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Locked down but not out in Italy

Singing from the balconies! One nice thing about this crisis ... solidarity! “Guess you’re not living like a tourist anymore,” was the funny, truthful and somewhat gut-wrenching message of a friend the day the lockdown in Italy began. Today is day 6. My beloved Italia has been hit hard with the COVID19 epidemic. With the second largest elderly population in the world, the epidemic has meant a disproportionate amount of deaths in the country. So though I haven’t been worried about contracting it myself, this isn’t about me or someone like me who, if contracted it would probably have a sucky couple of weeks and then recover. It is about if someone like me contracted it and then spread it to a person with a complicated health history or an elderly person with a weakened immune system. Eerily orderly: Lines for the grocery store, each person one meter apart In a country with no concept (and no physical room really) for personal space, and in a city with reproachable hygie

Rome wasn't built in a day...

It is true that in my life, all roads lead to Rome. I have lived here on and off for 12 years. And of course, when I live in Rome, I do like the Romans do. I wouldn't want to add insult to injury when living in a city that is not my own at that in every respect is a 3-ring circus. I mean if anyone knows what organization is like in Rome, they would know that is indeed like herding cats. With all the people roaming the streets who are one sandwich short of a picnic or just generally not the sharpest tool in the shed, trying to get anything done can be like being on a wild good chase. I often find myself barking up the wrong tree entirely or running around like a chicken with its head cut off.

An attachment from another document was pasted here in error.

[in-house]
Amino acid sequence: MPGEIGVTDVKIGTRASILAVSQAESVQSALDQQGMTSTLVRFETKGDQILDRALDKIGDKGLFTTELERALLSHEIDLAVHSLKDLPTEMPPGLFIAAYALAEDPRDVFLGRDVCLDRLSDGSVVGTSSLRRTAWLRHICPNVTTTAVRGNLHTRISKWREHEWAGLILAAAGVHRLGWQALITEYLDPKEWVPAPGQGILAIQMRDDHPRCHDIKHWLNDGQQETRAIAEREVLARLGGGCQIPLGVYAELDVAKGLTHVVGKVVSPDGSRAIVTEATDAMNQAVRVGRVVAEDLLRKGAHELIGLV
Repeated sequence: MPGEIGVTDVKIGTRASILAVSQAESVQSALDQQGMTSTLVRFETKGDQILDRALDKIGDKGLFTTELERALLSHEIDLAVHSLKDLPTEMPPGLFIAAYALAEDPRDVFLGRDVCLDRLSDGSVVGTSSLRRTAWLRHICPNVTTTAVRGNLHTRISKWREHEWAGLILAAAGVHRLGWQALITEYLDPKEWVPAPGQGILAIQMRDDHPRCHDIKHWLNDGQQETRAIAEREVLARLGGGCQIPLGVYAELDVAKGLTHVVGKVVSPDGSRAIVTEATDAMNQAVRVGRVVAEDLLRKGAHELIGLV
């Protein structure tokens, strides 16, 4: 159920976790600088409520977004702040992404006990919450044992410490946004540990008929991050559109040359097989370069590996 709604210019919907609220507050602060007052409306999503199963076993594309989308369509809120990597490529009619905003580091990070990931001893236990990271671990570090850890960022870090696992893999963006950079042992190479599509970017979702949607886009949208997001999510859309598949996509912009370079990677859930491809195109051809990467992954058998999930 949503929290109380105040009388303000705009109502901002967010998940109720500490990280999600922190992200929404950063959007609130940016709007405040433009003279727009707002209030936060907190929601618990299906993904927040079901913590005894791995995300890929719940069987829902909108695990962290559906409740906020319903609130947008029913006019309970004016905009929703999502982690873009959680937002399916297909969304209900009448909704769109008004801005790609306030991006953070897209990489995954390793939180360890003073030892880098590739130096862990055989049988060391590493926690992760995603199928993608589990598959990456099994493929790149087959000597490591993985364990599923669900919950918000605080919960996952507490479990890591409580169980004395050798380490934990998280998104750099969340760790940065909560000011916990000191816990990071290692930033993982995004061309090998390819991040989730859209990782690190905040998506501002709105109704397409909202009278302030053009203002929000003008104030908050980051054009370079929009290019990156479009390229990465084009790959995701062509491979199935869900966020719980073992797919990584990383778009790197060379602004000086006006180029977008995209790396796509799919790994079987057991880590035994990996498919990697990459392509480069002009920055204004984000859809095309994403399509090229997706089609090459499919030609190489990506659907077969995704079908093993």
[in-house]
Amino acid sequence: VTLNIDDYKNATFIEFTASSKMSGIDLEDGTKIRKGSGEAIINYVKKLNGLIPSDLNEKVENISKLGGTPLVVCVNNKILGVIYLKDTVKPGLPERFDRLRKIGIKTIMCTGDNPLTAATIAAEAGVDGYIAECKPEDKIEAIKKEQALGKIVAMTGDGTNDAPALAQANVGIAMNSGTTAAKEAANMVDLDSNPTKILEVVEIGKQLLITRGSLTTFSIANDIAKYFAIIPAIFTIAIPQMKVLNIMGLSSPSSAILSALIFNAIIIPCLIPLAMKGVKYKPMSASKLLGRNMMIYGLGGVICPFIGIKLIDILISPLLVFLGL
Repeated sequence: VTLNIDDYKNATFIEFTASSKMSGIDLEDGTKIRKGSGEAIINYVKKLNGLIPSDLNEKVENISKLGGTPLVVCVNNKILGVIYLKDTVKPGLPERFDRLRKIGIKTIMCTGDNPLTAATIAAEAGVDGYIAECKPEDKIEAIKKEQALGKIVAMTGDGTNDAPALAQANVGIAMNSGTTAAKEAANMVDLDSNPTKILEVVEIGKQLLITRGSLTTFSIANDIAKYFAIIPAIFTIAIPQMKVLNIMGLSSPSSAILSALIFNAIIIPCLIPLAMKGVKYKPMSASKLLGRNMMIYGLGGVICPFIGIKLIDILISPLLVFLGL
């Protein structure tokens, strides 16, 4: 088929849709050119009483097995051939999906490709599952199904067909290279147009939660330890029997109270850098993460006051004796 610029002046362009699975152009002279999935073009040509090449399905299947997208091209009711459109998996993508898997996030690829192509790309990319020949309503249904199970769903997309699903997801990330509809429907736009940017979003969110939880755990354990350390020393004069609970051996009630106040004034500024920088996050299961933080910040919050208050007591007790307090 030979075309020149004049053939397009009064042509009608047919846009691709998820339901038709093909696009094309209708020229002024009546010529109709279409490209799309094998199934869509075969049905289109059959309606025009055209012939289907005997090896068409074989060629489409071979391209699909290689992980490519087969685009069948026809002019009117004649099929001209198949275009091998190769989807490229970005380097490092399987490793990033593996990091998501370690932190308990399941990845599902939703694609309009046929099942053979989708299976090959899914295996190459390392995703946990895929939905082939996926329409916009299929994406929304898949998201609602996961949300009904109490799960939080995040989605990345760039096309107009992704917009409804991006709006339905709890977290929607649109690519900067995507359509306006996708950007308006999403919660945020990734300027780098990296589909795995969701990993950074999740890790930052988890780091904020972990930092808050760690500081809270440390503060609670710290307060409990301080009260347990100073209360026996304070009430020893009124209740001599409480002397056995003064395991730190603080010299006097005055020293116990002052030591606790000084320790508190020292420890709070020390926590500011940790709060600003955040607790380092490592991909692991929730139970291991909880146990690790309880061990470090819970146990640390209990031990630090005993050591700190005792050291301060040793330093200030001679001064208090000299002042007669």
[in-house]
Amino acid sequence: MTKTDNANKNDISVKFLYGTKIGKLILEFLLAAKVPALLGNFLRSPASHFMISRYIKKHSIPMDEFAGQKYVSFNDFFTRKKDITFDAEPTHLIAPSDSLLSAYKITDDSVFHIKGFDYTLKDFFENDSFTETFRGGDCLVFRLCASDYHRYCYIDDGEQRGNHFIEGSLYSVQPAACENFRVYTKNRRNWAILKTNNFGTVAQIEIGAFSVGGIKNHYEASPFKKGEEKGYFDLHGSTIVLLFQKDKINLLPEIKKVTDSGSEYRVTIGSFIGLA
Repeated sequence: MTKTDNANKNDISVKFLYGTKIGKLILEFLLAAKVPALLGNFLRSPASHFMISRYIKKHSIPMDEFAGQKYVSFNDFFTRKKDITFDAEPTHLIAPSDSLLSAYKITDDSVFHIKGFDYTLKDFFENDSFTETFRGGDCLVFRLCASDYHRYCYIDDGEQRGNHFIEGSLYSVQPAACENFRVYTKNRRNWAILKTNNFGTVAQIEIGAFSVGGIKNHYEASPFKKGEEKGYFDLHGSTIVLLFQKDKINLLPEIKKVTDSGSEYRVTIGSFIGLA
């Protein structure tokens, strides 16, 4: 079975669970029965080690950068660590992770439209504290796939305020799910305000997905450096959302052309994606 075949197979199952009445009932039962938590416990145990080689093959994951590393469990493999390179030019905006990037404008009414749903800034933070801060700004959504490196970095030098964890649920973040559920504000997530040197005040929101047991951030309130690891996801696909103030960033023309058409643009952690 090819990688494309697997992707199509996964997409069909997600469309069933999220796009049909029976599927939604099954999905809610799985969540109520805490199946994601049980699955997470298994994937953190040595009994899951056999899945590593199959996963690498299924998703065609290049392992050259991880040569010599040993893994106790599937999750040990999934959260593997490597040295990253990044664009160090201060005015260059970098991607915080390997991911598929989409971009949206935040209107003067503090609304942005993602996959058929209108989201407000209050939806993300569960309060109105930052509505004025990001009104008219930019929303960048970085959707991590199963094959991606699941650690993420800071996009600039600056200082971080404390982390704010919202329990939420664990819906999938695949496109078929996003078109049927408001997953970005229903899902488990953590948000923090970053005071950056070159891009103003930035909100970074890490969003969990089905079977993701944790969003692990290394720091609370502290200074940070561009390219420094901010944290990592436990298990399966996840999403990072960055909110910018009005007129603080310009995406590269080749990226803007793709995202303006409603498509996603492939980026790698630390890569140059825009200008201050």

And whenever I set a goal, I often get close but no cigar. I have to stop and remind myself not to get my knickers in a twist. After all, Rome wasn't built in a day.

Punto. Basta. Photo credit: I wish I knew who to give credit for this.

As a language nerd, I am a sucker for expressions and idioms. In every language, I collect them like coins. I never really know what to do with all of them, but I like to stash them away for a rainy day. Today, is indeed a rainy day and I thought I would bring out my collection of idioms for the silly, but not untrue, story above.

Some of my other favorite expressions:


Arête de me casser les pieds - literally: stop breaking my feet, i.e. stop annoying me. English equivalent: stop breaking my balls or rompere le mie palle in Italian

Boire comme un trou- literally: to drink like a hole, i.e. to drink heavily/get drunk. English equivalent: to drink like a fish.


porca miseria!- literally: the misery of pigs. English equivalent: darn it (or stronger)

Avere le mani in pasta- literally: to have your hands in the pasta, i.e. to be powerful (over someone).

Conosco come le mie tasche - literally: to know (it) like my own pockets. English equivalent: to know like the back of your hand.

A ogni morte di Papa - literally: at every death of the Pope, i.e. something that happens rarely. English equivalent: once in a blue moon.

Conosco i miei polli- literally: I know my chickens, i.e. I know who I am dealing with.

What are your favorite idioms or expressions? Share them with me!

Some interesting idiom sites


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